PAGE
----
No, The Nintendo Leak Won’t Help Emulator Developers, And Here’s Why

If you haven’t heard from other websites yet, earlier this year a leak of various Nintendo intellectual properties surfaced on the Internet. This included prototype software dating back to the Game Boy, as well as Verilog files for systems up to the Nintendo 64, GameCube and Wii. This leak seems to have originated from a breach in the BroadOn servers, a small hardware company Nintendo had contracted to make, among other things, the China-only iQue Player.

So, that’s the gist of it out of the way, but what does it all mean? What is the iQue Player? Surely now that a company’s goodies are out in the open, enthusiasts can make use of it and improve their projects, right? Well, no. A lot of things prevent that, and there’s more than enough precedent for it that, to the emulation scene, this was just another Tuesday.

What’s in the Leak

Getting the files to take a look at them yourself comes with a certain risk, just like having a copy of any copyrighted piece of information on your computer. Much of the legal aspects of it might be overlooked on the Internet, but that means we can’t just tell you where to get it, and we obviously can’t endorse the action. However, other people have already rooted through them and categorized everything so we can tell you what the leak contains at a glance.

In China, the Nintendo 64 was available as a plug-and-play controller system called iQue

Most notably, there’s a wealth of source code relating to the Nintendo WII in this leak. That includes the boot0, 1, and 2 bootloaders, plus the full source code and SDK for IOS, the operating system that runs on the Wii’s ARM9 processor. These are all low-level parts of the software side of the Wii, making the underlying system on which the Wii System Menu runs.

There’s also Verilog sources for all the parts of the iQue Player system, a hardware revision of the Nintendo 64 for the Chinese market, and consequently enough information to build a version of it from scratch. Since the company was involved in making the iQue and other projects for Nintendo, there are also extensive planning documents from the 2004-2006 era for such consoles.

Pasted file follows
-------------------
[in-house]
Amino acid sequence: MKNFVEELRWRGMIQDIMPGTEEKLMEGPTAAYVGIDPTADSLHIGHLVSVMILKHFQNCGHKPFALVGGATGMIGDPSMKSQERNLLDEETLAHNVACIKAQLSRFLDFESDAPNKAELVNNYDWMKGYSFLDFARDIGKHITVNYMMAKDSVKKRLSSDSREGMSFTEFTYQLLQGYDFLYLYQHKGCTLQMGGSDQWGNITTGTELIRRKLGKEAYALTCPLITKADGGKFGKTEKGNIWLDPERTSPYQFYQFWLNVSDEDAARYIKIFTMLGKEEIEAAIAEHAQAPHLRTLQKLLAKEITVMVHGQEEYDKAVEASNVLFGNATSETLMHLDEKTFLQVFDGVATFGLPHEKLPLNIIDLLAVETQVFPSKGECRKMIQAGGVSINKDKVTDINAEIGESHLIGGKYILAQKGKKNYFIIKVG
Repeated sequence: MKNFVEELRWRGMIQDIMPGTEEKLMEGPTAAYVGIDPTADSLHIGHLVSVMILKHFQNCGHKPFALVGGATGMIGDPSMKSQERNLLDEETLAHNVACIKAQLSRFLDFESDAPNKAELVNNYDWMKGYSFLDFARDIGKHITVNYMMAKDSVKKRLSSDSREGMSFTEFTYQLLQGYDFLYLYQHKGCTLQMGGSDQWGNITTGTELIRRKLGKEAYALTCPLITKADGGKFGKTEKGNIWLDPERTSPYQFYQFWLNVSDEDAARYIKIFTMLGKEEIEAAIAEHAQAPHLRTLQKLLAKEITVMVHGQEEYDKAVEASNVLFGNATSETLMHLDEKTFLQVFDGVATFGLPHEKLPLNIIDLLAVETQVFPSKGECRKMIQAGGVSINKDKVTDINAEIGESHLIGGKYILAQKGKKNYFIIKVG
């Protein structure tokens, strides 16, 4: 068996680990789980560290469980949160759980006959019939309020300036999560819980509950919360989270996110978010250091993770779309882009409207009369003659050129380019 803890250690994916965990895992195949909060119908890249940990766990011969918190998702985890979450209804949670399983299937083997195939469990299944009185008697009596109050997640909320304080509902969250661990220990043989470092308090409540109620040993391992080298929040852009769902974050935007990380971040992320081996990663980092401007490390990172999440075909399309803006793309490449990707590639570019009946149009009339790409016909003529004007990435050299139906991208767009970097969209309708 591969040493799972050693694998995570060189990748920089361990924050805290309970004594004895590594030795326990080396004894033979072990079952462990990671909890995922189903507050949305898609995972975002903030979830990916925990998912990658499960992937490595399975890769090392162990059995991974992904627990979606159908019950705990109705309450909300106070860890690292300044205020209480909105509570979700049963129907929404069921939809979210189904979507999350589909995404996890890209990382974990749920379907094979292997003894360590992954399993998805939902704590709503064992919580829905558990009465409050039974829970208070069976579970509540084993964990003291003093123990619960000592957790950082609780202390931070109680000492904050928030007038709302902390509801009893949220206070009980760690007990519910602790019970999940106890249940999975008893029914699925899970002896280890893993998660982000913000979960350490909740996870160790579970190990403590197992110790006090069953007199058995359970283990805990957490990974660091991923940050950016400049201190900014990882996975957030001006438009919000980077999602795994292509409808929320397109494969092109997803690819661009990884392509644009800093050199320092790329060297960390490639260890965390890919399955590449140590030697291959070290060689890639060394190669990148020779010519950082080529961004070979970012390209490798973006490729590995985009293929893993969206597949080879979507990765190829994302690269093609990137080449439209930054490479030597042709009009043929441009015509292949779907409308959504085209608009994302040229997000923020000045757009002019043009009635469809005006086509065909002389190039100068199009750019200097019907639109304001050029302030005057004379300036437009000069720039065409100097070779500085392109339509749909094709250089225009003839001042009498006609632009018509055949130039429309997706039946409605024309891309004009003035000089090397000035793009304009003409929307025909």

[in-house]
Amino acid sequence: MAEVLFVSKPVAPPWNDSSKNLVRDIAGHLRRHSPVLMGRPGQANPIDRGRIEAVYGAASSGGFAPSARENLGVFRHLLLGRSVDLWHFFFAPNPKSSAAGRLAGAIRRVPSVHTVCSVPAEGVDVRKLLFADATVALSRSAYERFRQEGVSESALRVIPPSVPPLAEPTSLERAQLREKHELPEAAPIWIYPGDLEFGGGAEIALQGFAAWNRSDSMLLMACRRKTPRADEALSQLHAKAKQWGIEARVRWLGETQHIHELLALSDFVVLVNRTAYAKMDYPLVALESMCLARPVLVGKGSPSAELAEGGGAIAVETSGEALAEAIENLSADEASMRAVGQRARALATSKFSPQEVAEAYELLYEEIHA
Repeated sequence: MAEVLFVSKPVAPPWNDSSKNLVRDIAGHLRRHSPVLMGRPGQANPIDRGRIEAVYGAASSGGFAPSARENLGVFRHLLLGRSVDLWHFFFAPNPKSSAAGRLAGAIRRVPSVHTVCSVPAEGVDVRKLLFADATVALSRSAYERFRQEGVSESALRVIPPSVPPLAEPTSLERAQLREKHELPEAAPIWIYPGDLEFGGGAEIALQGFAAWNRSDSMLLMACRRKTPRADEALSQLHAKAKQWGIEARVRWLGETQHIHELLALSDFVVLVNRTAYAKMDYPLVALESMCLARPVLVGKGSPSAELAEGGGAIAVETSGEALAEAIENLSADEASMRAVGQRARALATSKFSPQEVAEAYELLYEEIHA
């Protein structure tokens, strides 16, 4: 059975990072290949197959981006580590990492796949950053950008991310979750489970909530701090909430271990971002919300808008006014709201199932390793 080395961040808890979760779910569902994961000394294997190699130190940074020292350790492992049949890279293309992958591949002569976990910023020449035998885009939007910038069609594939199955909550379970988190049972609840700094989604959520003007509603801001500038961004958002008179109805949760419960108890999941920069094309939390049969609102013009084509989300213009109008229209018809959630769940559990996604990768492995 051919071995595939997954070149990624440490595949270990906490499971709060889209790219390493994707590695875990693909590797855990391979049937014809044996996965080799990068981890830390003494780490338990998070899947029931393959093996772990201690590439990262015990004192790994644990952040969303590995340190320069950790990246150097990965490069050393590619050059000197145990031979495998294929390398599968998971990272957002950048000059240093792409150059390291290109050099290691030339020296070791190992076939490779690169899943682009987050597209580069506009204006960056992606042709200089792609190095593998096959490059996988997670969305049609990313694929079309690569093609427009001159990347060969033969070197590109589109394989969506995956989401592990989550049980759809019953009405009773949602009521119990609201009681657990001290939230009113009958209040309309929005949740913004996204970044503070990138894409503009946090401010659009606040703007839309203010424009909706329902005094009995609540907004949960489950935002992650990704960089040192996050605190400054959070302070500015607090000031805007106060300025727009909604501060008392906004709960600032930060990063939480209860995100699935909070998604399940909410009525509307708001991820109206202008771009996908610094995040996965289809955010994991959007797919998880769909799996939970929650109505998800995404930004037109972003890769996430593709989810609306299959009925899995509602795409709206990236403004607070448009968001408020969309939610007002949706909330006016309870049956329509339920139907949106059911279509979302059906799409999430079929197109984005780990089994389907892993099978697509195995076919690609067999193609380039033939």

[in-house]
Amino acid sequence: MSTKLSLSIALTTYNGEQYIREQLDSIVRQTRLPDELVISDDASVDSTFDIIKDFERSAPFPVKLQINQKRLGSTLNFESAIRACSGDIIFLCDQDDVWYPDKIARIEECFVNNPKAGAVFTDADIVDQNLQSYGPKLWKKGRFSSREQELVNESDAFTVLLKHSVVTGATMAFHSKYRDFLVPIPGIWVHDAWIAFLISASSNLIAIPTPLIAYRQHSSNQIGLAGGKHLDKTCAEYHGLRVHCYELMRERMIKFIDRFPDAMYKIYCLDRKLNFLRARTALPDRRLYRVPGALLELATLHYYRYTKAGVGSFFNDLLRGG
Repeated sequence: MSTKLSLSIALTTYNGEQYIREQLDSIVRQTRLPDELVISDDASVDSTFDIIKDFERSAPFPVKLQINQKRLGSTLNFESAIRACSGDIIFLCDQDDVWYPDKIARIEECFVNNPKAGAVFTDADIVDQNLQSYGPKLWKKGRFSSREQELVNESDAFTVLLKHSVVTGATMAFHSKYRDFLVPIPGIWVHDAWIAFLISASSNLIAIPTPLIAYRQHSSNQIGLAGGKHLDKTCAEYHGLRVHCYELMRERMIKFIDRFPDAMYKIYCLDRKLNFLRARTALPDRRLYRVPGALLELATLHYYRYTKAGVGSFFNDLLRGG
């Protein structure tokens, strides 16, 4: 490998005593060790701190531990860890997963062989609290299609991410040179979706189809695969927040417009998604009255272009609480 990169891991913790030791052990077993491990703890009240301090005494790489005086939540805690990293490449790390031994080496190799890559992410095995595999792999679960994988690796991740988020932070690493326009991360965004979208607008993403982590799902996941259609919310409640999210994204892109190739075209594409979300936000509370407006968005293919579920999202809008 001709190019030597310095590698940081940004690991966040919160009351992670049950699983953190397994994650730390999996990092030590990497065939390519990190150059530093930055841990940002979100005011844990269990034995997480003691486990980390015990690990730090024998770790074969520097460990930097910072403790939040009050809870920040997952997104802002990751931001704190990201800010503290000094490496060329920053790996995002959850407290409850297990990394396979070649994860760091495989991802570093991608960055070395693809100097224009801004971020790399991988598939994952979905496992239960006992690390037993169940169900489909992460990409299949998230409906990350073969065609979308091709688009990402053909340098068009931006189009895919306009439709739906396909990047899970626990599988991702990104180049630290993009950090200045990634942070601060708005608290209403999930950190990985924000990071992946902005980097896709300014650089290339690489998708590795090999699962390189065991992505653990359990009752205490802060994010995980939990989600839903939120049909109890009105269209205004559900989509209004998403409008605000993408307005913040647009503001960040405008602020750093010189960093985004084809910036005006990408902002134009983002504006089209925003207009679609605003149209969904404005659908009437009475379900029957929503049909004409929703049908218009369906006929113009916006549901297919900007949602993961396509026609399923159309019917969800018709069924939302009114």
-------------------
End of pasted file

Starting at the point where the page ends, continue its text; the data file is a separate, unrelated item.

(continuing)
Some of it could be interesting, for example, for individuals to use in order to repair their own systems, much like having the schematics to an old home computer to trace down and find where a fault is. But other than that, there isn’t much use for them, at least within legality.

Toxic for Emulator Devs, and Not All That New

If you’re one of the many people thinking this leak could finally make the ever-plagued Nintendo 64 emulation be perfect, we have bad news for you; using the official confidential documents to help build your own reimplementation of these consoles would constitute breach of copyright law. Since Nintendo is already known for not being keen on others emulating their games, and this will net you at best a cease-and-desist order, and at worst a hefty lawsuit.

A proof-of-concept prototype game called Mekton running on SGI hardware from the Project Reality era.

In fact, many of the documents included in this leak which has caused an uproar this month, have already been floating around the ‘net for two decades now. Dubbed “The Oman Archive”, an SGI leak from 1999 exposed the source files for Project Reality, the basis for the Nintendo 64 console. Developers have had to steer clear of those documents ever since, for the same legal issues with them.

Ever since the modern console emulation scene began with Nesticle in 1997, the legality of such software has been put into question numerous times. Arguments can be had that the software is the copyrighted part, and not the arrangement of chips running it, but barely any of those internet opinions are sound legal advice, and neither is my opinion. But the main common agreement between most developers is that an emulator is legal, as long as it is completely reverse-engineered without referencing the copyrighted source material. Which is known as…

The Clean Room Design

You may be familiar with this term if you’ve read about early IBM PC clones and the lawsuits surrounding them. Back in the early 1980s, IBM’s line of PCs were remarkable not only for being leaders in the business market, but also for being built entirely with off-the-shelf parts. This meant that IBM produced none of the hardware in the computer, they simply put it together and wrote a BIOS for it, and therein lay their copyright.